Sgt. Pepper’s Lonely Hearts Club Band. Abbey Road. “The White Album.” Widely considered to be hugely influential milestones in the history of recorded music. And yet the group responsible for these masterpieces began its career with mindless bubblegum-pop: stuff like “Love, love me do / You know I love you / I’ll always be true / So please love me do,” “She loves you, yeah yeah yeah / She loves you, yeah yeah yeah / She loves you, yeah yeah yeah yeah,” and “I wanna hold your hand / I wanna hold your hand / I wanna hold your hand / I wanna hold your hand.”

Certainly that’s a pretty extreme example, but the point here is that when a band experiences a seismic styistic shift, it isn’t always catastrophic, and can even be a positive thing. Naturally, when this occurs it can sometimes be unnerving to fans of the artist’s earlier work (and of course there have been plenty of moments where such a move did turn out to be a major misstep), but it never ceases to confound me, how often and how passionately hatred is spewed in the direction of Opeth for having developed a different sound over their quarter-century-plus career. This group of Swedes receives just as many nasty comments (particularly if the band is ever mentioned in the context of a metal festival or anything to do with metal music) for NOT making the same album over and over, as Six Feet Under does for essentially the exact opposite transgression.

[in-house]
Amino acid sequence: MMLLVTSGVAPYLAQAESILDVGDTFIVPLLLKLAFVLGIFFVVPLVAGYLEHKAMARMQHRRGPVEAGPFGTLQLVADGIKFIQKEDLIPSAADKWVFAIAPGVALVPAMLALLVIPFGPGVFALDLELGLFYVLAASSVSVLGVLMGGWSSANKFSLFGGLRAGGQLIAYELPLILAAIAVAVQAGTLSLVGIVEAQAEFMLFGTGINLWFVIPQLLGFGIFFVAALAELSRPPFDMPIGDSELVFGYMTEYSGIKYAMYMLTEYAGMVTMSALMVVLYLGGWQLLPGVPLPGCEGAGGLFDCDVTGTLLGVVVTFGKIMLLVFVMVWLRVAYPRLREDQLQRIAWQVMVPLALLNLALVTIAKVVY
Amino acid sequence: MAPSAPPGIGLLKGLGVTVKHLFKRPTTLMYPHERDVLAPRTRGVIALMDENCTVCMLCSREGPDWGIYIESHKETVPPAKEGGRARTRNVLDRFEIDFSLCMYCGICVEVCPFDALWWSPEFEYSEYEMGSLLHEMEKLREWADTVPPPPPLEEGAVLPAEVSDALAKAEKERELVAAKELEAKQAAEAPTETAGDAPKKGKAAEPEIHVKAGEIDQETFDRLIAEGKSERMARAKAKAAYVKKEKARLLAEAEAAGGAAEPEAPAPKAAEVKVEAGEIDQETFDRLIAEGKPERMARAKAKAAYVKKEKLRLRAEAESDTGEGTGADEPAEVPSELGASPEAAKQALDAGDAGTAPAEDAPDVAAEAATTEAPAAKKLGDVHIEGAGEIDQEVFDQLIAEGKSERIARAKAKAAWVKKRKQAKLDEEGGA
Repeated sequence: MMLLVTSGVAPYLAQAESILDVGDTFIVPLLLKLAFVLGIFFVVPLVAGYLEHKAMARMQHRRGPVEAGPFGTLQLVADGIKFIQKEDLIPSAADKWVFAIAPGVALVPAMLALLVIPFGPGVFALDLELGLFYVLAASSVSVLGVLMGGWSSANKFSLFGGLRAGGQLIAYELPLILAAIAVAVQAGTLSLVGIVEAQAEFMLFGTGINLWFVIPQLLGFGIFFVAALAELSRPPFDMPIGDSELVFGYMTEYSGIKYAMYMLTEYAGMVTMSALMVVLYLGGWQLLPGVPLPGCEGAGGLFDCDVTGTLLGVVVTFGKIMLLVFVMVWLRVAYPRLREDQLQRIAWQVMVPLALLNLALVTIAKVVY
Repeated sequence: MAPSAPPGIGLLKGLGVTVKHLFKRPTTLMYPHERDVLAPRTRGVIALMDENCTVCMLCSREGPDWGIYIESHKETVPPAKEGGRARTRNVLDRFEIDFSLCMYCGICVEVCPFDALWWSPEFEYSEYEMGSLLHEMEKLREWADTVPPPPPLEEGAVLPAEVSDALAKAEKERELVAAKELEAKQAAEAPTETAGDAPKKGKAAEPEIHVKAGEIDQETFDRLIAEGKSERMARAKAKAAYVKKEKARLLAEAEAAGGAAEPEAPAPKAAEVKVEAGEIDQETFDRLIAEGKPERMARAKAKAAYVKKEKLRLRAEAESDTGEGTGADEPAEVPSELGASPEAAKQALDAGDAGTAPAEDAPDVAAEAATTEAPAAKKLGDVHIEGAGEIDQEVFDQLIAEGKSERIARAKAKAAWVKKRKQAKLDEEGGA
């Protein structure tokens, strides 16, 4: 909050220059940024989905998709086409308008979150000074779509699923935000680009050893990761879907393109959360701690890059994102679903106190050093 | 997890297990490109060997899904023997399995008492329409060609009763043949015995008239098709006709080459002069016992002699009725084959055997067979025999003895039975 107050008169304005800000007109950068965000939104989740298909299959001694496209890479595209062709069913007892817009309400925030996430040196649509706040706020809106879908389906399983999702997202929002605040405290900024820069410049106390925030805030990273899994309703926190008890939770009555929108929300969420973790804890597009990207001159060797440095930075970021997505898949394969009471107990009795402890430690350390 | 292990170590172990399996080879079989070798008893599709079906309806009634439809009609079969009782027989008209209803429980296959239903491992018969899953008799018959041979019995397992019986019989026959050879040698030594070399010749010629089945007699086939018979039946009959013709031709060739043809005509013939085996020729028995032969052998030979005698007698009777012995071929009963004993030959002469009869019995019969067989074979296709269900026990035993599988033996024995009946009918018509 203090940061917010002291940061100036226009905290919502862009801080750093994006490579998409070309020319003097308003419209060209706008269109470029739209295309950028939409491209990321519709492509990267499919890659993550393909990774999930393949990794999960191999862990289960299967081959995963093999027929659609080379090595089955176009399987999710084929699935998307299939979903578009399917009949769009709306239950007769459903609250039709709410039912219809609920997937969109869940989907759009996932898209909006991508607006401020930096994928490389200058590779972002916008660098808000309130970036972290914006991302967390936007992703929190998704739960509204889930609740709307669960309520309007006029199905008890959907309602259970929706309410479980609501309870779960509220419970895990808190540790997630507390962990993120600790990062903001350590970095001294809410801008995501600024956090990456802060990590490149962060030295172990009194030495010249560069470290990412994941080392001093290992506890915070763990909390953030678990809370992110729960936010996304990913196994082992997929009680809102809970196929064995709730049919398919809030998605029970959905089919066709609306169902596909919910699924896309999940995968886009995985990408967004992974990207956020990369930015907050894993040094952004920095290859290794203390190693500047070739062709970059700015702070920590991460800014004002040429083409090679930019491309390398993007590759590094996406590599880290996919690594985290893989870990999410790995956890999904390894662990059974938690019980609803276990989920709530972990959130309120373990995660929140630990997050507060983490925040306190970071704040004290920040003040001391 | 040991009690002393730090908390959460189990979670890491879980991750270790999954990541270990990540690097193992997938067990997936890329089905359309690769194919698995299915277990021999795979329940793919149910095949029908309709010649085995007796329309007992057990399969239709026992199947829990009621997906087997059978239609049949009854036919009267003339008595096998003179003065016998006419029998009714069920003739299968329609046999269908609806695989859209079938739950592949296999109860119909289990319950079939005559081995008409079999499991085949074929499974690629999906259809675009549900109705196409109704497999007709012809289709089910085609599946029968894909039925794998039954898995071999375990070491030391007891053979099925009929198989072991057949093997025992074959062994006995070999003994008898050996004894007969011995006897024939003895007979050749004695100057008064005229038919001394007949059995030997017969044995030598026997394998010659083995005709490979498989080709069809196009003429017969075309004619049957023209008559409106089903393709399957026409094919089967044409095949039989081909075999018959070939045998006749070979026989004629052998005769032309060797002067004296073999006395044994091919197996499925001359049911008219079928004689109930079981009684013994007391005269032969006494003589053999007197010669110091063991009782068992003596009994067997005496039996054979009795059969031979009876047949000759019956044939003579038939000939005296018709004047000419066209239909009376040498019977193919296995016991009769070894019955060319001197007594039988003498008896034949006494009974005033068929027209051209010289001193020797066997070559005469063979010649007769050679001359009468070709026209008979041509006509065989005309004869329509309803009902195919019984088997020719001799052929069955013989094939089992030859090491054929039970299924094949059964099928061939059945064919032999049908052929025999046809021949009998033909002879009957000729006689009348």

The transition from death metal to progressive death metal occurred very early in this band’s existence, and it was the latter guise that caught most fans’ attention, gaining the ensemble a huge following. But throughout the course of a dozen full-length albums, gradually the elements of “death” had dropped away, and ultimately “metal” as well, landing Opeth squarely in the realm of “progressive” music, and leaving many earlier devotees feeling shortchanged. Nevertheless, in this reviewer’s opinion the band’s latest effort, last September’s Sorceress stands up quite well — when one judges it on its own merits, rather than attempting a side-by-side comparison with Still Life or Blackwater Park. And with that in mind, let’s jump right in.
 
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Scott Ian: Metal God Turns his Hand to Poker

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Scott Ian: Metal God Turns his Hand to Poker